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Huge pike, good friends, lasting memories My good buddy, Mike, and I have had

many fishing adventures together and he always catches the biggest fish. I may catch more fish at times, but he always catches the biggest fish. Last summer we took a trip to an isolated

river in northern Quebec, with six people, all avid campers, paddlers and fishermen. It was a trip of a lifetime. We had more than 200 km. to paddle

in total. We kept a slow-to-moderate pace, allowing us to fish as we travelled. What I looked forward to most about this

trip was the opportunity to catch some large pike. For the first half of the trip we caught lots and lots of small two-to-three-pound pike. It became frustrating, and I even said I was giving up on pike at one point. Three minutes after I said that, things

started to get interesting. Landing a large pike in a fully loaded

canoe can be difficult. There is no room to bring in a huge musky-sized net. I landed a pike in the 12-pound range. I caught it on a large flat about two- to three-ft. deep with a sandy bottom and weeds. I caught many

more on the flat,

but they were small again. Just as we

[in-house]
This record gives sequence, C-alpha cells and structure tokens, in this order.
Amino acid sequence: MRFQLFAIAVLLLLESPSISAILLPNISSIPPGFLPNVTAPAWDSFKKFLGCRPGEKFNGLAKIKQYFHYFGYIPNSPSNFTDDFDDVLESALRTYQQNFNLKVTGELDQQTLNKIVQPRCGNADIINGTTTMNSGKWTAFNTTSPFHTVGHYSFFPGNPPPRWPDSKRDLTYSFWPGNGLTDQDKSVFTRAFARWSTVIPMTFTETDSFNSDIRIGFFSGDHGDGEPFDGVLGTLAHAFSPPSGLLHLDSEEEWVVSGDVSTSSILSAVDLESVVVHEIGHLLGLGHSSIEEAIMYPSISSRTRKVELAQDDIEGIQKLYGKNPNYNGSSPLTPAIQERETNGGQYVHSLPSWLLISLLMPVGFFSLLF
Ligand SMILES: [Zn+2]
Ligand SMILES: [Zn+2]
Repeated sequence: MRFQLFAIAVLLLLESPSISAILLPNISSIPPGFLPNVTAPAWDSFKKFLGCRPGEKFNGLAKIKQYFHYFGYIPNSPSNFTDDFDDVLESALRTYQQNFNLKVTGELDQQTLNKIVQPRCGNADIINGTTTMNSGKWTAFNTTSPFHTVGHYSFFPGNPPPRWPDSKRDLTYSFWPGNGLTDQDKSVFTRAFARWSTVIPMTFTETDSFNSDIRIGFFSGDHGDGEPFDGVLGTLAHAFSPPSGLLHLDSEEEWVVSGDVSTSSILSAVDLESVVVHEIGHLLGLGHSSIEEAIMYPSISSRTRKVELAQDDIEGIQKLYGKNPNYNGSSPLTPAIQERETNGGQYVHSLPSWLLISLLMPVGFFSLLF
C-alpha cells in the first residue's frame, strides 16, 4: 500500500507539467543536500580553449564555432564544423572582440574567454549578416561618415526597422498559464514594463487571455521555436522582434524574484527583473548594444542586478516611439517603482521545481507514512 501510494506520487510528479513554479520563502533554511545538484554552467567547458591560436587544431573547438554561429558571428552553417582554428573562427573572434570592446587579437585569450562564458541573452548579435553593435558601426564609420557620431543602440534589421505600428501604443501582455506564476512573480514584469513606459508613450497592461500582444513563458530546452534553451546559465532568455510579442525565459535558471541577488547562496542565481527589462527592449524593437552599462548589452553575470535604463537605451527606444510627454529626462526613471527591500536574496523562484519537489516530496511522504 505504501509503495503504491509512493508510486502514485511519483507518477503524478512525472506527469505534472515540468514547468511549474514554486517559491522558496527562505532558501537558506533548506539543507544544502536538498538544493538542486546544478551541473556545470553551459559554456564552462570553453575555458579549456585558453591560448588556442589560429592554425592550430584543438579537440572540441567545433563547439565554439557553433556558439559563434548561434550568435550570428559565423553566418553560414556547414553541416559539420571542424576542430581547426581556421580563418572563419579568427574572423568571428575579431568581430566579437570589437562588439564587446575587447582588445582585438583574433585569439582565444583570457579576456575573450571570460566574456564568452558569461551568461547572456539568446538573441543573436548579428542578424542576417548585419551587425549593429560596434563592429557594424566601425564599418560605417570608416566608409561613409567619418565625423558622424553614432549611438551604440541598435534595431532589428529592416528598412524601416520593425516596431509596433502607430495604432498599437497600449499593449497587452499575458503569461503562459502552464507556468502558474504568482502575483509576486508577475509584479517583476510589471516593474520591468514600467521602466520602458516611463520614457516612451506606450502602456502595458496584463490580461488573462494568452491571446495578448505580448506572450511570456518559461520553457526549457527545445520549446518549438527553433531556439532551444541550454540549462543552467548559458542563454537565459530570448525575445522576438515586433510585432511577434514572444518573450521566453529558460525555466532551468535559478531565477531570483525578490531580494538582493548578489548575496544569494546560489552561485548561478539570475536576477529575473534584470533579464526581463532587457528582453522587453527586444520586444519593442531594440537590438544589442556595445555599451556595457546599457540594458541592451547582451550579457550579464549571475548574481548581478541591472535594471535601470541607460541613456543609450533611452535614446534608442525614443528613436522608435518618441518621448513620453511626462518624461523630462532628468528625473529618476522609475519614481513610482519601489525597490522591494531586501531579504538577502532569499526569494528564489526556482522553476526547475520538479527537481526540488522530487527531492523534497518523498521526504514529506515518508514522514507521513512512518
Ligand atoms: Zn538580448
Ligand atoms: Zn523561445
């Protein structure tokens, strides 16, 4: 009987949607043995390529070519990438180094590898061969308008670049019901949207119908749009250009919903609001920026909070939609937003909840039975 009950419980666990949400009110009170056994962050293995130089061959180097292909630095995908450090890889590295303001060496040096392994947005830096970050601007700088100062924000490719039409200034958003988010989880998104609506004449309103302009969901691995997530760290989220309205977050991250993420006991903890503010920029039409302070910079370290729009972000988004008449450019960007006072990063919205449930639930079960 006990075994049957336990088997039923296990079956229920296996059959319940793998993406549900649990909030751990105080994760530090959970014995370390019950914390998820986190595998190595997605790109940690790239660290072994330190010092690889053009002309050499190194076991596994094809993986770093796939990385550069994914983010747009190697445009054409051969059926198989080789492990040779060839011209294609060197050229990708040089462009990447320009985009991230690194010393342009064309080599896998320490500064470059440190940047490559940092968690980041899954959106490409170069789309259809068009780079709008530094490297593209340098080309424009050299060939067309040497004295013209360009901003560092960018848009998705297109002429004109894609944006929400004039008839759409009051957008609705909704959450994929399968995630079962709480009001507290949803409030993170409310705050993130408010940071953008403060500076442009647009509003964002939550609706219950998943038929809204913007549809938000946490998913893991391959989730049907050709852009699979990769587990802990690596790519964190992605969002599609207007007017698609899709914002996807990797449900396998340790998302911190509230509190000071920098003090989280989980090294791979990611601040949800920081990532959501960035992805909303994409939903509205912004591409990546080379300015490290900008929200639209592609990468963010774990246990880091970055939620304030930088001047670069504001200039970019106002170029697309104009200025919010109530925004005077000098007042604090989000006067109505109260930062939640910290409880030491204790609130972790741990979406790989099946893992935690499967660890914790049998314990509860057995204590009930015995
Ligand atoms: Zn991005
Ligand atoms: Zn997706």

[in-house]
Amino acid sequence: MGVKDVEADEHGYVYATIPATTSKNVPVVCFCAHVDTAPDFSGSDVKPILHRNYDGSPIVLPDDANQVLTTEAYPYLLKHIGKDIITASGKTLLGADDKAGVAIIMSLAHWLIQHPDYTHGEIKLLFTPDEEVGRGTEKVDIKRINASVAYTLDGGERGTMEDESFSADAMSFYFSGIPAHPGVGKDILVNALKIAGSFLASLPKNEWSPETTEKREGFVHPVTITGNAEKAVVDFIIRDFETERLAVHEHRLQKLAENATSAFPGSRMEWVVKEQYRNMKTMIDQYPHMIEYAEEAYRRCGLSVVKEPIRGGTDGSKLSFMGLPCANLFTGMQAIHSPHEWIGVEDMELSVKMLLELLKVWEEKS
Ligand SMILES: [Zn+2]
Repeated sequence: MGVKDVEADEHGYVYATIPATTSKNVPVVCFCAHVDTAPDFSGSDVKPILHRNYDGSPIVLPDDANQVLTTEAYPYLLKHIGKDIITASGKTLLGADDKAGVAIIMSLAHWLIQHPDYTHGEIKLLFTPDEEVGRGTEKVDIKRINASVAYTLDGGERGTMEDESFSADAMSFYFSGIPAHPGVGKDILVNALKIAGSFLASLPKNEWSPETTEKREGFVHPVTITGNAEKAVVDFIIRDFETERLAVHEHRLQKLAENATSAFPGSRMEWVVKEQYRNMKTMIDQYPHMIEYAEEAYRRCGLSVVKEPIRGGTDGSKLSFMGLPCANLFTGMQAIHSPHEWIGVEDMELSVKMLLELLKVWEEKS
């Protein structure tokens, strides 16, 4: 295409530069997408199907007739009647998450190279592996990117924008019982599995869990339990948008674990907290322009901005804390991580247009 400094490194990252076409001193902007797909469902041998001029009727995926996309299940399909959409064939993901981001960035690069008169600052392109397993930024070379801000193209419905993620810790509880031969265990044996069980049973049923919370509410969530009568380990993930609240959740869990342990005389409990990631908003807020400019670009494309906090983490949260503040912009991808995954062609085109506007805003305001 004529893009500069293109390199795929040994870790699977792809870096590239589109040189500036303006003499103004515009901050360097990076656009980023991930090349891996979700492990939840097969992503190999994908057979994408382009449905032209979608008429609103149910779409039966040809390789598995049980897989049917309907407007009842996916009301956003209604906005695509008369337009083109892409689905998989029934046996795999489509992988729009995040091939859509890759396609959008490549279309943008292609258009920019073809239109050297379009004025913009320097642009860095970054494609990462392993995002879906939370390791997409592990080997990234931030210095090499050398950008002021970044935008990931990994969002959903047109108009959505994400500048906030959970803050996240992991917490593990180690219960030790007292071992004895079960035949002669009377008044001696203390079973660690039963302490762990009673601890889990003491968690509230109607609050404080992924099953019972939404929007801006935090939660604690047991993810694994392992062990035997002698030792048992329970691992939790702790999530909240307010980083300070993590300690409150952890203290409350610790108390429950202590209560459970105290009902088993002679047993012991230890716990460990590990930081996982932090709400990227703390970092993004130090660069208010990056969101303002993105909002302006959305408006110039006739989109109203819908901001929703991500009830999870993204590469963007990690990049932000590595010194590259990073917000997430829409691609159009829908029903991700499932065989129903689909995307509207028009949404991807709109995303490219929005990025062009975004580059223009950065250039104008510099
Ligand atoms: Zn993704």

were thinking of continuing our journey


heard screaming from one of the other canoes. “Reed has a huge pike!” So we zipped over to help land the beast.

The battle between fisherman and fish reached epic rod-breaking proportions... literally. It took a run under the canoe and the rod broke as soon as it touched the gunwale. Once landed (for the second time, as it escaped the first time) we made the short paddle to shore for pictures and measurements. The pike was 45 inches long. I opened my tackle box and pulled out

the largest lure I had with me, a Storm Giant ThunderStick. Mike put on a chartreuse Panther Martin bucktail spinner. We paddled out to the drop off, got set up and started our troll. As soon as we got the troll line exactly where we wanted, both rods doubled over. The timing was so perfect we both assumed we had snagged on something. “I’m on bottom!” I said. “Me too!” Mike said. “Wait,” I said. “I think it’s moving!” “Not mine,” said Mike. “Definitely

bottom. Wait… I think it’s moving, too!” There were several seconds of confusion

at this point. What was going on? Did our lines tangle? Did one pike grab both lures? I have heard of that happening. Soon both fish started fighting and taking

huge runs. We had a double-header to end all double-headers... and in a freakin’ fully loaded canoe, too. What were we going to do? I caught a

glimpse of my fish. “It’s HHHHHUUUUGE!” I yelled.

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